Do you use a resume when applying for writing jobs? Not every writer does. If you are mainly querying magazines, sending in short stories, or trying to get a book published, you may not be sending out a resume regularly. However, if you want to expand your repertoire a bit by including commercial writing, copywriting, and other writing gigs for businesses, you will need a resume. To create a good writing resume that will land you lots of jobs, consider the following tips:

 

1) Keep your resume simple and short. One or two pages, tops, is all you need. Use simple, action-filled verbs and short descriptions.

 

2) Put your strengths first. If you have an impressive education, put that first, especially if you are just building up your clips file and portfolio. If you have even some writing experience, put that first on your resume.  And don’t just list what you did – be sure to write accomplishments. If you won employee of the month, mention that prominently. Employers like to see go-getters.

 

3) A writing resume can include education and experience, just like any other resume. However, you may also want to include a section for publications or writing projects completed, to show employers that you are serious about writing.

 

4) Consider creating different resumes for different jobs you will want to apply for. For example, if you want to work for local businesses, you may want to highlight your experience writing brochures and white papers. If you want editing jobs, you will want to list your proofreading and editing gigs first.

 

5) Play around with your resume until you are happy with it. Get someone else to glance over it, too.

 

6) A good rule of thumb is that your potential employer should be able to answer the question “why should I hire you?” within the first few seconds of picking up your resume. At some companies, that is all the time that your resume will get. Therefore, the best arguments for your employment (whether that is a specific writing experience, a spate of writing awards, or a great education) should go first on your resume – right under your contact information.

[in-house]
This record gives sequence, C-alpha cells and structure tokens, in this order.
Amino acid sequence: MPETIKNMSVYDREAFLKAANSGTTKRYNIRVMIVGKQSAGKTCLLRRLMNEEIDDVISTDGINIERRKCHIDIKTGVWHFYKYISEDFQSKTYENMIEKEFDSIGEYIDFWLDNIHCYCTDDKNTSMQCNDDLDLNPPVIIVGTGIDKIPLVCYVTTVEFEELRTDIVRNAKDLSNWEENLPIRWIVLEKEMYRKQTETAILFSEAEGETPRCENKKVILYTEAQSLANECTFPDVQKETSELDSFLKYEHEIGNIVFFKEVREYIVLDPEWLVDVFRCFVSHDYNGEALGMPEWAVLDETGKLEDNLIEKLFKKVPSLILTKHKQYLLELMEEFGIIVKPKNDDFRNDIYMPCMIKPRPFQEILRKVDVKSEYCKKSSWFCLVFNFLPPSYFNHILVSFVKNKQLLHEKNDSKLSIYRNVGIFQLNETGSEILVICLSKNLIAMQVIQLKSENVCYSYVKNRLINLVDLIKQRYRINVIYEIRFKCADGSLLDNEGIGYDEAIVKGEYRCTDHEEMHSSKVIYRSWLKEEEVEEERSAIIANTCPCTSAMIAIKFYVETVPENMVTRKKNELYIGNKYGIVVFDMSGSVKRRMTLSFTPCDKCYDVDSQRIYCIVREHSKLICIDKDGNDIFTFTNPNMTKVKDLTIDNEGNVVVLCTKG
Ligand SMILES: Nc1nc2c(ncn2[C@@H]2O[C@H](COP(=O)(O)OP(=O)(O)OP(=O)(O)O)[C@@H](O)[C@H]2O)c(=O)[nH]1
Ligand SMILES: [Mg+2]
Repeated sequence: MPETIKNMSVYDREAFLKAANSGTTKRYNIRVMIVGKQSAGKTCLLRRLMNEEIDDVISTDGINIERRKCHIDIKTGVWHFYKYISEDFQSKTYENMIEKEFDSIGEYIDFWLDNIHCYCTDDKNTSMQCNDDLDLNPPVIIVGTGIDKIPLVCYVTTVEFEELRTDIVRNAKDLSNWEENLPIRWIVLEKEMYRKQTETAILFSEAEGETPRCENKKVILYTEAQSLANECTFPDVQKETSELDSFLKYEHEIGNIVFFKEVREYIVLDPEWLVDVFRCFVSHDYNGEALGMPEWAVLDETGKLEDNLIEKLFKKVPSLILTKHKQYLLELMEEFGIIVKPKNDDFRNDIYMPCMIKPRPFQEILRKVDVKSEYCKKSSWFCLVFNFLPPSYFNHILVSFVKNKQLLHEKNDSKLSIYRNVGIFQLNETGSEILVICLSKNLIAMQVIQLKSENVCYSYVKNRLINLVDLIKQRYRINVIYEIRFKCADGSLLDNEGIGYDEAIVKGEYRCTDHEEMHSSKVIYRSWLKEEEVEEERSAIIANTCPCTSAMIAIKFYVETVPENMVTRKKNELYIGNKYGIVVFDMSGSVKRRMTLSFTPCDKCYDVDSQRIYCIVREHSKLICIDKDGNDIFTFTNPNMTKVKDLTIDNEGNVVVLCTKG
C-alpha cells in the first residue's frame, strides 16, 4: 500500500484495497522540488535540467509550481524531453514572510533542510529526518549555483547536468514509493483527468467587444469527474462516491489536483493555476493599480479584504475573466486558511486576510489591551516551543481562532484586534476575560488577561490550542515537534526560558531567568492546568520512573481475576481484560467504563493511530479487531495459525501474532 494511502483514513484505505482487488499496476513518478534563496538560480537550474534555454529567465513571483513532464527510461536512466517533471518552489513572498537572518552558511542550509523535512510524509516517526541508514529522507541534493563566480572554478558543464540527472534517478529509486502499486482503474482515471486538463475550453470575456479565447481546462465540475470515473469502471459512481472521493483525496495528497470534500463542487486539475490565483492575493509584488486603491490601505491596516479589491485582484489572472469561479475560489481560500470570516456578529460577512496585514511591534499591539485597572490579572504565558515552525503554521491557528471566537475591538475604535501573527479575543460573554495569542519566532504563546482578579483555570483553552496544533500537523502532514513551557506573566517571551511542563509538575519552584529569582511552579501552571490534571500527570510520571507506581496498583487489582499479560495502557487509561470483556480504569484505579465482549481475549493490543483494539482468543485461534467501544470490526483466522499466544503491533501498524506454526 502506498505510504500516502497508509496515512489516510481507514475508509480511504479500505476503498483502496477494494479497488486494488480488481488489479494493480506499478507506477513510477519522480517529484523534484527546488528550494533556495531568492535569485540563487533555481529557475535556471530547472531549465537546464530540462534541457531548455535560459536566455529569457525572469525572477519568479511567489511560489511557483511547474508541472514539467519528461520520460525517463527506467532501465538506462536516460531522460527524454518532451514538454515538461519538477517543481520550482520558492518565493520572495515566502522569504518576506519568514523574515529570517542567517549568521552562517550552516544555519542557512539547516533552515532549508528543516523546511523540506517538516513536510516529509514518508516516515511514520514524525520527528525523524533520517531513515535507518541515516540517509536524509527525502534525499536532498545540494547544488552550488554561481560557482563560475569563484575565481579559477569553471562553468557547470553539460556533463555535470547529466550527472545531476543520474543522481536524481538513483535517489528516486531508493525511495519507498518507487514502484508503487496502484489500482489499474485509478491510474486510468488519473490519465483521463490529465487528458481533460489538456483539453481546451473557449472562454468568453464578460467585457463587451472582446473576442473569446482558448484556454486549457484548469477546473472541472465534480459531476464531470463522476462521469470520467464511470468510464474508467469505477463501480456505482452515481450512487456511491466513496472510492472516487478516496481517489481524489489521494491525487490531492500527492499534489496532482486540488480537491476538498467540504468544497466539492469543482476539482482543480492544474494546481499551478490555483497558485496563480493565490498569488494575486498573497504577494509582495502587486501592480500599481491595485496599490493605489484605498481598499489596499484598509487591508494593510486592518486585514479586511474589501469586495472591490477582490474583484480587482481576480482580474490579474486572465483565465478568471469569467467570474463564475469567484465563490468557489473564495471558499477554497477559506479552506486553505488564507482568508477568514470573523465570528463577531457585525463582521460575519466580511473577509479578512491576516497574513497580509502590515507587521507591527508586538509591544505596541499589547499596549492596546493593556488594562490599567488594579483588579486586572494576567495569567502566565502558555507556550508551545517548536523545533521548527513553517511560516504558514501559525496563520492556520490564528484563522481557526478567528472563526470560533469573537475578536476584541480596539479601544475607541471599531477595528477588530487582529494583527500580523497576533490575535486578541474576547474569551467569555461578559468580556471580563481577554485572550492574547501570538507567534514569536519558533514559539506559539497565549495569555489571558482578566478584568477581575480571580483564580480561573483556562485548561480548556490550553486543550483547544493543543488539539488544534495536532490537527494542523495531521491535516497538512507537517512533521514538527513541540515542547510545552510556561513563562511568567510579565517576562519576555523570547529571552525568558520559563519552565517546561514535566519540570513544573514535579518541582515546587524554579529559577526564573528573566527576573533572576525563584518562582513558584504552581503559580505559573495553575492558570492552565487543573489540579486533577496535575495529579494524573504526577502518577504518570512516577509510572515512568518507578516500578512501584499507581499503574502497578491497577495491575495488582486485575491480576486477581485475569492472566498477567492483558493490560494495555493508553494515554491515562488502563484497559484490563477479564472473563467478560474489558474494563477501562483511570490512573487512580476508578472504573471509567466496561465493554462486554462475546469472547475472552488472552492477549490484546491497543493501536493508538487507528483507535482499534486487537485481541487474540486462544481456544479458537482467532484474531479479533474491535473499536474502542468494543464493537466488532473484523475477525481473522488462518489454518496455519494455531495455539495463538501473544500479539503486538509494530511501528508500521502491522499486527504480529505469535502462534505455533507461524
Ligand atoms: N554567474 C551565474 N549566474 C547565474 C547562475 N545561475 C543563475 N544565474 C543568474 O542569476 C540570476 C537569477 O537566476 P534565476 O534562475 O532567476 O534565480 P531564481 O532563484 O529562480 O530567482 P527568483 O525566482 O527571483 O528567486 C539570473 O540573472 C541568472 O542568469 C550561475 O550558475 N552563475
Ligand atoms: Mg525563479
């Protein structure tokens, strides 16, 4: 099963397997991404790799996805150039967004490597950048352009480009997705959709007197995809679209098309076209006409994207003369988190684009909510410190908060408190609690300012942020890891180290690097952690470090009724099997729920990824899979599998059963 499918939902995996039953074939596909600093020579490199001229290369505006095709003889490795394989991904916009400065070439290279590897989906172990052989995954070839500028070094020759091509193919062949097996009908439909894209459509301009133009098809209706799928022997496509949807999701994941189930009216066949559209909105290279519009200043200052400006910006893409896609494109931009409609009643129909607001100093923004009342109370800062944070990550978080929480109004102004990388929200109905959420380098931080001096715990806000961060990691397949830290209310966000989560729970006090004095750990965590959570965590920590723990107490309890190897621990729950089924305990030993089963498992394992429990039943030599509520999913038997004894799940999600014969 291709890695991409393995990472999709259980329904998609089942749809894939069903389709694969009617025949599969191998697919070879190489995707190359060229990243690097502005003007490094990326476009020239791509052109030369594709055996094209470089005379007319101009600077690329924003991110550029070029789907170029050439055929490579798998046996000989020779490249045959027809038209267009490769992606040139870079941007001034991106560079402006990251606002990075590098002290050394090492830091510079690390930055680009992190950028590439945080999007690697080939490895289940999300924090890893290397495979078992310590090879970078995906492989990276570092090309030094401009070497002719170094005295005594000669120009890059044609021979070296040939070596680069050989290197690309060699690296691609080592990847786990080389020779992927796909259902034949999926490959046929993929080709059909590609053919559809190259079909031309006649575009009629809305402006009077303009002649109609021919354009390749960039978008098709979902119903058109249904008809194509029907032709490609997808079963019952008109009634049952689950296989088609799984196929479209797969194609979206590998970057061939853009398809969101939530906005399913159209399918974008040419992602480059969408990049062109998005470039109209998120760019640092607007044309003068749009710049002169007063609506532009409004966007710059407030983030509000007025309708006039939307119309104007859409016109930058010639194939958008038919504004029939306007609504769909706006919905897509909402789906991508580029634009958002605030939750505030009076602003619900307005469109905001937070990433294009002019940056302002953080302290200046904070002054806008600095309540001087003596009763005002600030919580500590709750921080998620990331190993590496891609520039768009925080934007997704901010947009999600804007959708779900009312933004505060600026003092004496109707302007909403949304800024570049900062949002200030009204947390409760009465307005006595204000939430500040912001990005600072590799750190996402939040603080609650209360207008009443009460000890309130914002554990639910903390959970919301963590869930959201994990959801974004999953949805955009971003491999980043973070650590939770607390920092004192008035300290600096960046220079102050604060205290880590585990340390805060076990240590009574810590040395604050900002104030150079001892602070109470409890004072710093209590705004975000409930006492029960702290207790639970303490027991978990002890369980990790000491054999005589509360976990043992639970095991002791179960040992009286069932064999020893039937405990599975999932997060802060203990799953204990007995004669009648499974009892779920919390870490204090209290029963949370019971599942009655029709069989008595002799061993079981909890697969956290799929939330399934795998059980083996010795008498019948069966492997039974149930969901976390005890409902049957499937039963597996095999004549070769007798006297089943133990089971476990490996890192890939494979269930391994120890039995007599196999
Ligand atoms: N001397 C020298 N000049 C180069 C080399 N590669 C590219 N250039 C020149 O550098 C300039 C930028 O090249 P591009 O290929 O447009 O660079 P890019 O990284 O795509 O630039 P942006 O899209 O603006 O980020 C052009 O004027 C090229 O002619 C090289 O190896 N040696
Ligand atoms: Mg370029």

When submitting your resume, keep in mind that many employers will want to see clips or writing samples as well as your resume. Even when I had little real writing experience out of college, I was often able to land decent jobs based on strong samples. If you are nervous about having little education or too little experience, work on your resume until it is as strong as you can make it and then send it out with strong clips or writing samples. You will find many businesses are willing to take a chance on you, and those writing gigs can land you bigger assignments and projects down the line.

 

1) http://www.nationjob.com/media/jobs — Marketing and media jobs.

 

2) http://www.ap.org/apjobs/index.html — The Associated Press usually has plenty of jobs on offer.

 

3) http://www.thebookseller.com/jobs — Jobs in the UK in the book industry.

 

4) http://tbs.careercast.com/js.php — Lots of media and communication jobs.

 

5) http://www.csne.org/jobs/postings.html — The California Journalism Job Bank has lots of recent jobs, mostly with newspapers.

 

6) http://www.fims.uwo.ca/employment/index.htm — This job board lists j-school grad job options in Canada, the US, and overseas.

 

7) http://jobs.careerjournal.com/careers/jobsearch/results — This great job board is a general one, but usually has lots of writing jobs on tap if you search for “writer” or the like.

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